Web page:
Lin January 09, 2012 at 07:38 PM
I do believe there is a direct correlation with the recent crime in San Carlos/San Mateo County and the release of low life from the State prison. But to Steve's point, we do lack social safety nets and programs to impact gang violence and substance abuse in our communities. With no funds for youth centers (San Carlos is lucky), school art, music and sports programs being eliminated, jobs shipped overseas, higher education out of reach for many.......what can we expect? I believe we will reach a terrible tipping point if something is not done soon. A revolution may be coming soon.
Gabriela Segovia-McGahan January 09, 2012 at 07:52 PM
It is easier to build strong children than to repair broken men. ~ Frederick Douglass
Steve Hayes January 09, 2012 at 07:53 PM
I am trying to be objective, but how can you justify the incarceration rates we have if you open your eyes and look at the rest of the world - (prisoners per 100k total population) U.S. = 743 UK = 156, Spain = 154, Canada = 117, Italy =110, Austrailia = 133 and the list goes on and on - we (the US) are way out of line. Our problem is that we have too many prisoners and I feel just as safe in all of the above countries as I do here. It costs us about $40k per year per prisoner - we can not afford this so we need to look at alternatives. We need to be more like the rest of the world. BTW I did visit Vacaville State Prison 3-4 times while I was a student and I will admit prisons are ugly places. I also did play football.
Pretty Asian... January 09, 2012 at 08:42 PM
i have to concur with Gabriela's post.
Kerry - ND January 09, 2012 at 09:59 PM
It'll probably get worse before it gets better, no doubt. If you throw people into those conditions that *were* just low-level offenders, no doubt they'll walk out of their "rehabilitation" stint looking for more trouble. I don't doubt that Robert's feelings are validated, too. I think the whole corrections system went Lord of the Flies long ago. How do you even begin to correct such debased corrections? The countries Steve Hayes refers to are very different than the US. Whether it's the chicken or the egg that came first, it's a whole different animal at this point.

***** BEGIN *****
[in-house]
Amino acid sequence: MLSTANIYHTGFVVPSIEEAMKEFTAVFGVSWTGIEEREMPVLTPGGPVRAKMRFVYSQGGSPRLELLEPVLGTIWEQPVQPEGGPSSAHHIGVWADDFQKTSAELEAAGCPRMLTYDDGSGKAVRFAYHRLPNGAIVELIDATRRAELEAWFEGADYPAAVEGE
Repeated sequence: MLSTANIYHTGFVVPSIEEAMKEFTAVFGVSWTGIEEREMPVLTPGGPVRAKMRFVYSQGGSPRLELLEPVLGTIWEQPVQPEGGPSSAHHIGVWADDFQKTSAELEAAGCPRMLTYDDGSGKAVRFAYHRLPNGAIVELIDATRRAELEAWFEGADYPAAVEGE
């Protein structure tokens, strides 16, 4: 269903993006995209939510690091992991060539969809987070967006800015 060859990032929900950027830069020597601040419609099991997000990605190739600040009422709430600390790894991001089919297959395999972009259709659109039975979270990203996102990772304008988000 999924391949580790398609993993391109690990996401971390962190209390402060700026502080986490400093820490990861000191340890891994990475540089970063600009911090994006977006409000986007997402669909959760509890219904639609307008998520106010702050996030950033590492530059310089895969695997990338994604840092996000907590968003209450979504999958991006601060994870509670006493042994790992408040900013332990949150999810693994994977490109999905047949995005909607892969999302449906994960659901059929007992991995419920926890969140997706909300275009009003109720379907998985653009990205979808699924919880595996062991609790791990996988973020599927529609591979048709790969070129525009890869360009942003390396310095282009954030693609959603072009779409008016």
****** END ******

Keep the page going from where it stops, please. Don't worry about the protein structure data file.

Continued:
Judi January 09, 2012 at 11:23 PM
I thought the San Carlos Teen Center was closed for lack of operating funds.?
Bucksnort January 10, 2012 at 01:27 AM
Arm yourselves, people. Wanna bet the guys in this video had some "low level" convictions and were "rehabilitated"? Hmmmmm....http://video.foxnews.com/v/1367887491001/teenage-mom-shoots-kills-home-intruder
Chris Corbett January 10, 2012 at 03:26 AM
This is ten-fold worse than the school districts' superintendent inadequacy! You guys think I'm bad because I am an outspoken advocate for the disabled and point out flaws in people with their charge. You haven't seen "nothin'" yet. Wait until these antisocial misfits are in front of Starbucks on Grand. To put a positive spin on it, at least I'll have something else to discuss rather than Hogan. Don't say I'm not an optimist...
Alice Stoddard January 10, 2012 at 03:48 AM
Steve H is resourceful and should be able to find the stats on the % of illegal aliens currently housed (and paid for by you the taxpayer) in our prison system for crimes other than their immigration status. Over/Under on this is set at 30%. I'll take the over. Anyone want in on this bet? They just come here to work though...and get free medical and education. So funny.
Anjessello January 10, 2012 at 04:39 AM
Boy, it looks like those guys got a picture they weren't expecting ... Wait til they find out they could all soon join the donut shop with the other bunch. Whoo and just in time for the super bowl ... I think silvester stallones movie is kickin into our life gear where he orders a rat burger an says it's the best thing he's had in a long time
Dogbert January 10, 2012 at 05:22 AM
The cost of these expanded jail facilities and the personnel to run them is killing the already overburdened taxpayer. What say we close down and sell off all local correctional facilities/properties, directing the windfall to the various general funds throughout the county, and buy 24 Hour Fitness memberships for the inmates instead? Heck, not only would the prisoners have a roof over their respective heads and climate controlled quarters 24 by 7, but they also would have lockers, showers, toilets, wash basins, water fountains, a multitude of flat screen cable TVs, a high fidelity stereo system, great mats for sleeping and tons of protein bars and high energy drinks to dine upon. The prisoners could be chained to the various Nautilus stations and rotated on a timed basis in order to promote mental stimulation and comprehensive toning. The existing staff of personal trainers can double up as prison guards and guidance counselors. Fingerprint recognition is already in place so security should not be an issue. All this, for the bargain price of less than $25 per month per prisoner! Sometimes the awesomeness of my genius even surprises me.
Marc Parent January 12, 2012 at 03:34 PM
Nicely stated.
Michele January 15, 2012 at 07:11 AM
I will take the over as well Alice!!